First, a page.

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microchip
 
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broader impacts
  This project integrates education and dissemination with research through a variety of strongly linked activities, as described in the previous sections. Highlights of these activities are:

• development of a new technology that could fundamentally change field ecology, and the integration of this technology with a scientific research program to advance understanding of ecosystems and environmental effects on them;
• a strong emphasis on interdisciplinary research and education that integrates biological sciences with engineering via undergraduate and graduate research and mentoring;
• training of students, including students from underrepresented (Native American, Hispanic) groups in wireless sensor technology;
• a combined outreach/education initiative that features diverse media and audiences, with special emphasis on (i) K-12 education and teaching and (ii) partnerships with the Flagstaff Arboretum and the National Park Service; and
• Increasing global public and scientific awareness of the benefits of wireless sensor network technology through an international workshop and a multi-lingual, multimedia website.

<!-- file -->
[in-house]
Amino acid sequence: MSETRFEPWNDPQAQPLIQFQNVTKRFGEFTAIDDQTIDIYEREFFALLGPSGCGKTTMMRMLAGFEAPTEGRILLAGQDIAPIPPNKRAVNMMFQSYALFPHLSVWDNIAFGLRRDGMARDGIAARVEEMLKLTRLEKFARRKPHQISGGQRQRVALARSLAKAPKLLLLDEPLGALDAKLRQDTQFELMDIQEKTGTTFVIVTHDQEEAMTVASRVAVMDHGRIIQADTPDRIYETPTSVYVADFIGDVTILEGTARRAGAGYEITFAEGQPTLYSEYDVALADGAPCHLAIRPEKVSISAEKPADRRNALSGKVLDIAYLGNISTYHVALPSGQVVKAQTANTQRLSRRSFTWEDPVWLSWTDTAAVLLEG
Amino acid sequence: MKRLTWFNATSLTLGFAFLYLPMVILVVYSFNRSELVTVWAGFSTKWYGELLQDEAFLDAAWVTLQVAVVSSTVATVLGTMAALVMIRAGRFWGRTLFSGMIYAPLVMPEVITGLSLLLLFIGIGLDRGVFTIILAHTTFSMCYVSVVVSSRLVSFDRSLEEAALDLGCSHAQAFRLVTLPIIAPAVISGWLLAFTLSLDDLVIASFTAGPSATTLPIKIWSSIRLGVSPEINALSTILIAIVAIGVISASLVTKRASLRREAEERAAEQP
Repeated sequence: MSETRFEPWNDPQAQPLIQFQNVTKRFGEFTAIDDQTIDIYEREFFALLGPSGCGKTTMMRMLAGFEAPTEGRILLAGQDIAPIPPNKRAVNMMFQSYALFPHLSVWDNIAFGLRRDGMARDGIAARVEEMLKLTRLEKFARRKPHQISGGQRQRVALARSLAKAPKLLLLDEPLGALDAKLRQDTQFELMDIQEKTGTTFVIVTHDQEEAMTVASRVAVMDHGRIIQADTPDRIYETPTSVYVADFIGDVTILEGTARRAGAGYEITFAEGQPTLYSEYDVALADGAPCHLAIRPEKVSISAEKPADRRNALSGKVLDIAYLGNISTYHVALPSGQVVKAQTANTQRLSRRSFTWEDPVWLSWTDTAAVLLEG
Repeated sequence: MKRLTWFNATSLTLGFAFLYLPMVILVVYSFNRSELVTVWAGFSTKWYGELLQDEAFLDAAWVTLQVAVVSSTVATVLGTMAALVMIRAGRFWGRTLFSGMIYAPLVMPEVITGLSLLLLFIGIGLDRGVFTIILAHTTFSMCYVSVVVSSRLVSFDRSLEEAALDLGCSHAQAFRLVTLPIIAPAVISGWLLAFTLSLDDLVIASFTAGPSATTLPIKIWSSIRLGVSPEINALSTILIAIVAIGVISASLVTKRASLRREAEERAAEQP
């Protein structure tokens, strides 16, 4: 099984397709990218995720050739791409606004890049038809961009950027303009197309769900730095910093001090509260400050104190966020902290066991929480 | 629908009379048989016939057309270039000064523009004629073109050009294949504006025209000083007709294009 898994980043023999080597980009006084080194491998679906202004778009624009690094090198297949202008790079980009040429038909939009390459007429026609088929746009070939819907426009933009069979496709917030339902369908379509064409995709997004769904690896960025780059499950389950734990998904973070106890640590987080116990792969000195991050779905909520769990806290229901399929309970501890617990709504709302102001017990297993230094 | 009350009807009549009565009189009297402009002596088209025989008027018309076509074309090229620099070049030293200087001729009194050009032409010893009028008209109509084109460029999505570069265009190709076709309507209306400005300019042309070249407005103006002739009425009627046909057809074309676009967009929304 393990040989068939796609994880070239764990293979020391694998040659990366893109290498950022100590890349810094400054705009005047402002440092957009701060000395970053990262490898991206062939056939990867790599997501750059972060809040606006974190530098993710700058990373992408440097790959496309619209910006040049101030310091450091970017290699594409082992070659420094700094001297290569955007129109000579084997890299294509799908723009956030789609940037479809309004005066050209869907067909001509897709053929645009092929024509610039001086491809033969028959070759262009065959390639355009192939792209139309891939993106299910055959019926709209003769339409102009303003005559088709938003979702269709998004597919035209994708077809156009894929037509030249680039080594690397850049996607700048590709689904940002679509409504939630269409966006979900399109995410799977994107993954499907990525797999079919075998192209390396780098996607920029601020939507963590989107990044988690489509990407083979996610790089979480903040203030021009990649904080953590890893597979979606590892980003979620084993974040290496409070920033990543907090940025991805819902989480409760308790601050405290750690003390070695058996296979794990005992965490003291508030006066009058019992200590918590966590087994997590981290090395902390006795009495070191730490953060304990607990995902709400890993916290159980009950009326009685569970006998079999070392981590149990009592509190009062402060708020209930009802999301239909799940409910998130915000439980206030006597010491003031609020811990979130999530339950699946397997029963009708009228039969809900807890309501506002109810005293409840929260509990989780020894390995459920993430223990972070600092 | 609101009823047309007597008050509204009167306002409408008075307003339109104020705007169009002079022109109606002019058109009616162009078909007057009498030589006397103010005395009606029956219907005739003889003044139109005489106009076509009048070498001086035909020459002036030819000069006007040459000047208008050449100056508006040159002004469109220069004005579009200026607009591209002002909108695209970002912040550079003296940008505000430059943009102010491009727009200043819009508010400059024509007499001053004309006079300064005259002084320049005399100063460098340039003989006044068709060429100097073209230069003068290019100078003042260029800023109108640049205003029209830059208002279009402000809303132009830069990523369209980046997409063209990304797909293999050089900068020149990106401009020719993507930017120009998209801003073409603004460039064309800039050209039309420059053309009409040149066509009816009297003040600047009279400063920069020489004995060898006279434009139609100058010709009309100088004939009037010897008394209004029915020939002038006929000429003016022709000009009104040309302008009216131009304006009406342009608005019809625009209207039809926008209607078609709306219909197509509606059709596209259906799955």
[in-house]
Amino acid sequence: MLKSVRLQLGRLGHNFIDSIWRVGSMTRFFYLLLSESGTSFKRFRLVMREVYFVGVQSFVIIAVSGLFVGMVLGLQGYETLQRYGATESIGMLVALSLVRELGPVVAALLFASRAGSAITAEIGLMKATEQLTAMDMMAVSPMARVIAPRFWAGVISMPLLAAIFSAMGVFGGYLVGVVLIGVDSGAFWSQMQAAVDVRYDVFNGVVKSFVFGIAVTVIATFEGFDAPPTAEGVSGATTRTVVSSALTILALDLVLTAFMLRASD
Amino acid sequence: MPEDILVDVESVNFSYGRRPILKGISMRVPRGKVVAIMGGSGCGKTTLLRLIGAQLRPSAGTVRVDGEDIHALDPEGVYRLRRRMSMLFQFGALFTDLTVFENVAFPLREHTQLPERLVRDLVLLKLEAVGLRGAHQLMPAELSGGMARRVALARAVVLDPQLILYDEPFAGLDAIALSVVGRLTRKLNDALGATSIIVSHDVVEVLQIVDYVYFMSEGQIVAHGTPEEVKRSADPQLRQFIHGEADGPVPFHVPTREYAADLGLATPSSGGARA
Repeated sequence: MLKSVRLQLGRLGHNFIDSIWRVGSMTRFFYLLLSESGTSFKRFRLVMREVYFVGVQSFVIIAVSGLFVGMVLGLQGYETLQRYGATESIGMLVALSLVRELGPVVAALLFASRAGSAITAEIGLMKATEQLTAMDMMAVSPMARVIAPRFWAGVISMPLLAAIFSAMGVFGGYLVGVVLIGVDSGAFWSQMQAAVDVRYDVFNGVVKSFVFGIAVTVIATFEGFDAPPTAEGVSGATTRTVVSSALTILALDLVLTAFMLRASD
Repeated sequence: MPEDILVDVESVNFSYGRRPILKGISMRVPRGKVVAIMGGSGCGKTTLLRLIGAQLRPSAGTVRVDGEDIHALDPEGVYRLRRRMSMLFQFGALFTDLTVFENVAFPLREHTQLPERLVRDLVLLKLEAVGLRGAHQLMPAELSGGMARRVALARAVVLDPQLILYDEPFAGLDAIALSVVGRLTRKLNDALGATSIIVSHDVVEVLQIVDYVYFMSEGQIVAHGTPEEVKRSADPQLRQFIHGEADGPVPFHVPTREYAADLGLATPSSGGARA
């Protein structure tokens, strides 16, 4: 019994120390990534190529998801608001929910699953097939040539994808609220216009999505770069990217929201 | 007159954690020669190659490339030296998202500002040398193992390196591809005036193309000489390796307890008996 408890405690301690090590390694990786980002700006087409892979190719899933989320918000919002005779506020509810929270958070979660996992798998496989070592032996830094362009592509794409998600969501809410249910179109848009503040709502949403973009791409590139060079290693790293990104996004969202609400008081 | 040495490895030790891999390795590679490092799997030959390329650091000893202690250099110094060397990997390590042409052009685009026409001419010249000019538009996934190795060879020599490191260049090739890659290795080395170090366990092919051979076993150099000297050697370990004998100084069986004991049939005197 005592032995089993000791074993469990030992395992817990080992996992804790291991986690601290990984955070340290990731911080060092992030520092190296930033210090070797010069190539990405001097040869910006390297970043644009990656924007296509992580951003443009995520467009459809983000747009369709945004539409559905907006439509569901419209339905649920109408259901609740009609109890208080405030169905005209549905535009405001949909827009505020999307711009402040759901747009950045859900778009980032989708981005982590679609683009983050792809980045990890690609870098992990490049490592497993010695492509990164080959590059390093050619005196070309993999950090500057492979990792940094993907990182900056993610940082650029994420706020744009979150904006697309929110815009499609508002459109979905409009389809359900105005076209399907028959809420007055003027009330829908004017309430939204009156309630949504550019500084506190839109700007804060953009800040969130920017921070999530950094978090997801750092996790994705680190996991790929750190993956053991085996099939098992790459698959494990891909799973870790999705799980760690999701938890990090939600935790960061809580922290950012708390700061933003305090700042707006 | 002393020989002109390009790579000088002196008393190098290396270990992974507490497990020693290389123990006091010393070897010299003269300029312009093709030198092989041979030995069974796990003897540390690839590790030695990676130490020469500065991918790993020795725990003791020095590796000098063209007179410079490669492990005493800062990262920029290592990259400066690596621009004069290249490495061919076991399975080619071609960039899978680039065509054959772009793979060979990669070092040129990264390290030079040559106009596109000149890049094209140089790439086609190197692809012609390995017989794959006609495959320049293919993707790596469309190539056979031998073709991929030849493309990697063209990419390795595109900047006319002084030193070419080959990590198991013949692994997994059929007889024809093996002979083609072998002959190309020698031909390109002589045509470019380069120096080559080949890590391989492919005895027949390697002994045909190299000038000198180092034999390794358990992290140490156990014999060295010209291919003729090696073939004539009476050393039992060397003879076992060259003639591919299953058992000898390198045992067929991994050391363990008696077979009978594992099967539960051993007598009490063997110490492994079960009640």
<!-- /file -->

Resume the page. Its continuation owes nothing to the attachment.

We believe that the wireless sensor network technology detailed in this proposal meets the “great need for smaller, cheaper…radios that can link individual or a small group of sensors to the net using ‘mesh’ techniques” (Hughes 2002). In recognition of the need to disseminate the technology, the PI is working with three MBA students to identify technology transfer strategies as part of a program that partners technologists with the NAU College of Business and the Flagstaff-based Northern Arizona High Technology and Business Incubator. A primary focus of this effort is innovative approaches to meet critical and newly developing niche markets. There are also important applications beyond data acquisition for scientific research: the suite of technologies proved in this project could be applied to monitoring for resource management, detection of biohazards and toxic emissions, and micrometeorology for public safety.
 
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